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Re: Geek Reminiscing



Wow. This whole thing DOES bring back memories. I actually had a ][ plus, 
with the 32K expansion card (bringing my total system ram to 48 whoppin' K).

Only had the 1 5.25" drive and a cool Amdek amber monitor... Interestinly I 
still see those monitors around in weird places, like fast food places and
stuff... sometimes even in a doctors office.

> Imagine 1983. I bought my first computer, an Apple IIe, after spending a
> year hacking around on my best friends TI99/4A - complete with the external
> cassette drive. He soon acquired an HUGE external expansion box that held a
> quite massive 5 1/4 inch disk drive. I know the thing cost about $800, but
> dammit, we had a floppy drive!

Hehe. The TI99/4a was THE computer. Talk about something ahead of its time.
Didn't the keyboard just feel great? Imagine a home computer with NLS in the 
early 80's. Truly amazing. Good solid hardware and software design. Extremely
impressive, too bad it didn't make it (it couldn't compete with the shitty
vics - god ppl are dumb as hell). 16-bit processors, 3-voice sound, speech
synthesis, 48K RAM, parallel printer card... pretty impressive machine. There
were a lot of cool assembly-language based products to come out using the 32K
card and extended basic. Some of those were super cool.

> I had the Apple IIe, with the extra-cool 80-column card and a full 64K of

Man, lowercase and 80 columns musta been nice. I actually got a mod chip for
my Apple ][ plus (that is featured on the apple2.org site actually) - I'd
forgotten about it till i went thru some of the pictures and saw it. It came
with a wire clip that you could short some pins with and a new charset ROM
that swapped out either inverse or flash text for lowercase. Imagine that.

> RAM. I had a CP/M card (which I almost never used). I had the rockin' amber
> monitor. I had 2  5 1/4 inch disk drives. What a luxury. I had a 300 baud
> modem, from Hayes for God's sake, with a big-ass internal card that
> connected to the big-ass external portion of the modem, which I then
> connected to the phone line. I drove my poor mother nuts; we only had one
> phone line, and I strung a 100-foot phone cable down the hall to the nearest
> phone jack. Luckily, I was the first kid on my block to get his own phone
> line!

Haha. It must have been nice with a modem. I had to rely on my friends from
Louisville to bring me warez. Karateka, the newsroom (which I actually cracked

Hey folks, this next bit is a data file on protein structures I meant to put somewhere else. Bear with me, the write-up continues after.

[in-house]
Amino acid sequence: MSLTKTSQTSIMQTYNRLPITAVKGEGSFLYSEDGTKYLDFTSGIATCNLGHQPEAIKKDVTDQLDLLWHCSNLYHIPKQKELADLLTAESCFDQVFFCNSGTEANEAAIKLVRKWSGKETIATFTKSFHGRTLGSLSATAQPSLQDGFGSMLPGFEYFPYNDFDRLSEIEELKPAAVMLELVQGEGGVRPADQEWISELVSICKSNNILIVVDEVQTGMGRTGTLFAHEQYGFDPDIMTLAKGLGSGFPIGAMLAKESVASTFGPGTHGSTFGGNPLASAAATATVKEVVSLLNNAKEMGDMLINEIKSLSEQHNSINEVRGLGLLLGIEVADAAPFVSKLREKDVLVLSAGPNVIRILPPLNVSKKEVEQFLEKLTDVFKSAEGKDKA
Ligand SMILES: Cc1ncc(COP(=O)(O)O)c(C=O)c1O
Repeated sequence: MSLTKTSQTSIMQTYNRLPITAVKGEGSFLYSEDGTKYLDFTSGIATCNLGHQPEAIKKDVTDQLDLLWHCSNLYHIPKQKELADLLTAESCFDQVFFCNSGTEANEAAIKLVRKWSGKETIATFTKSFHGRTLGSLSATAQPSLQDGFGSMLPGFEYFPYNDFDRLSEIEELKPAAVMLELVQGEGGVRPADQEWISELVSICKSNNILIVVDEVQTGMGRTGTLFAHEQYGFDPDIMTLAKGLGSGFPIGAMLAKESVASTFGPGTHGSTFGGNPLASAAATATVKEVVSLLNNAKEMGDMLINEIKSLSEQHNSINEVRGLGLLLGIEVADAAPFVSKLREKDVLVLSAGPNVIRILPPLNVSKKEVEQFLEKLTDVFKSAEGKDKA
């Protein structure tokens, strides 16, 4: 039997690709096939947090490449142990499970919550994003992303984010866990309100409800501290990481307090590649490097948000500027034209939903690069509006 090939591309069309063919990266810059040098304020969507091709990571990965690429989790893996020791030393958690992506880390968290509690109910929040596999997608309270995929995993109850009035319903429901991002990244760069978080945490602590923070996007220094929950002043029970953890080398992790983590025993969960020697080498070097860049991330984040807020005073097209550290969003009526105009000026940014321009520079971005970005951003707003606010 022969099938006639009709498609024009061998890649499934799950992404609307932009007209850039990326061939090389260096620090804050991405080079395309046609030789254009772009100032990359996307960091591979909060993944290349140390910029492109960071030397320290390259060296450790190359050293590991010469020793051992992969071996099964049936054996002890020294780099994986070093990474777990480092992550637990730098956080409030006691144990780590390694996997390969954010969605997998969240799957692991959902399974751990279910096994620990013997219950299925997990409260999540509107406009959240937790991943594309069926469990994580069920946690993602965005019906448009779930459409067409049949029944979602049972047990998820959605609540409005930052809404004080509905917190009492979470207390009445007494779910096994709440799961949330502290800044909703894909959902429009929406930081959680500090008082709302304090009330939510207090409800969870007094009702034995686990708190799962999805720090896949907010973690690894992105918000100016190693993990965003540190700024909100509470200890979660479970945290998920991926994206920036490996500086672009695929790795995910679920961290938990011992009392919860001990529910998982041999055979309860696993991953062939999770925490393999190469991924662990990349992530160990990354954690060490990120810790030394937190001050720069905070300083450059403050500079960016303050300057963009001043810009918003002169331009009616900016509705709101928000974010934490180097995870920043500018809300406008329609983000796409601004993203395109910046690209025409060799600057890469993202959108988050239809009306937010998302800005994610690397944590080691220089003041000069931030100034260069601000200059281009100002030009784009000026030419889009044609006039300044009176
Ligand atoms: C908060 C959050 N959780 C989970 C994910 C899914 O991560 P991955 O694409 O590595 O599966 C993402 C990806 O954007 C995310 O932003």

for them hehehe), the print shop, spy hunter... And of course, the beagle 
bros. software. Man, I had almost forgotten about them. They were the coolest.
Talk about geeks you have to meet. AFAIC they're right up there with Larry Wall
and other pioneers. 

> disk... Voila! Double sided disks for the price of singles! They rarely
> worked, of course, but that's beside the point.

Mine actually worked pretty well, surprisingly. 

> The coolest software for the Apple IIe at that time was made by a company
> called Beagle Brothers. They were awesome; their packaging looked like
> old-timey old west posters and such. They made really innovative software
> for their day. They made a better DOS than Apple. They made fun games that
> made great noises. They made very useful utilities like Byte Zap, which was,
> I think, the first real sector editor for the II series. They jammed tons of
> programs on their disks, all written in BASIC of course, so you could steal
> their great ideas. I want to find those guys, they were great!

Remember the old peeks and pokes pointer chart? That was THE handiest refer-
ence tool that I have ever owned. DOS Boss, Apple Mechanic. Ya know, these
guys were the most creative people. Talk about someone who can take system
primitives and mold them into a very entertaining product line. I mean,
clicks and ticks and animated eyes and hairpieces... They were the best.

Let's try to find them. I just put it into altavista and found some of their
old stuff in japan! 

And! I found this - 

Date: Fri, 06 Jun 1997 00:04:58 -0400 (EDT)
From: [email protected] [Mark Simonsen]
To: [email protected] [Willie Yeo]
Subject: Re: Concerning the Beagle Oldies freeware programs

As long as all original copyright and trademark notices are
retained/preserved and used AND as long as only those titles
that are designated as Beagle Oldies are included (i.e. you
may not include anything that is currently being sold by
Quality Computers), it's OK with me for you to make them
available from your BBS, etc.

[Mark Simonsen]
[n/b : current copyright owner of Beagle Bros Software]

Definitely need to talk to these guys and find out what they're doing! I 
remember Mark Simonsen's name now, cool. 

> I played Karateka, which Jordan Mechner(sp?) made before he became famous
> with Prince of Perisa. I owned the original Ulitma, and I played it until
> the disk wouldn't work anymore. I called every BBS in Atlanta, and pirate
> BBSs all over the country, and it was great. I pretty much lived on my
> computer from age 13-16, where I decided to get an outside life.

Don't forget the Infocom adventures.

Ahh! Ultima! :-)  My Stacy plays Ultima Online, and it is kinda funny cuz
the last Ultima I played was Ultima IV on my II+... like late 80s. Talk about
different and  -- cool. It is still cool to remember playing Ultima IV - when
you could attack the guards and actually win, possibly. ;^)

> I still miss those days. But luckily, I still don't have a life. :)

Me either. You know, I bet we could build an interesting geek flowchart -
I bet there is a very predictable flow of geek personality and current computer
usage based on start time and initial hardware.

Dammit Robbie! Why'd you go and start this!?!! :-D

Baron.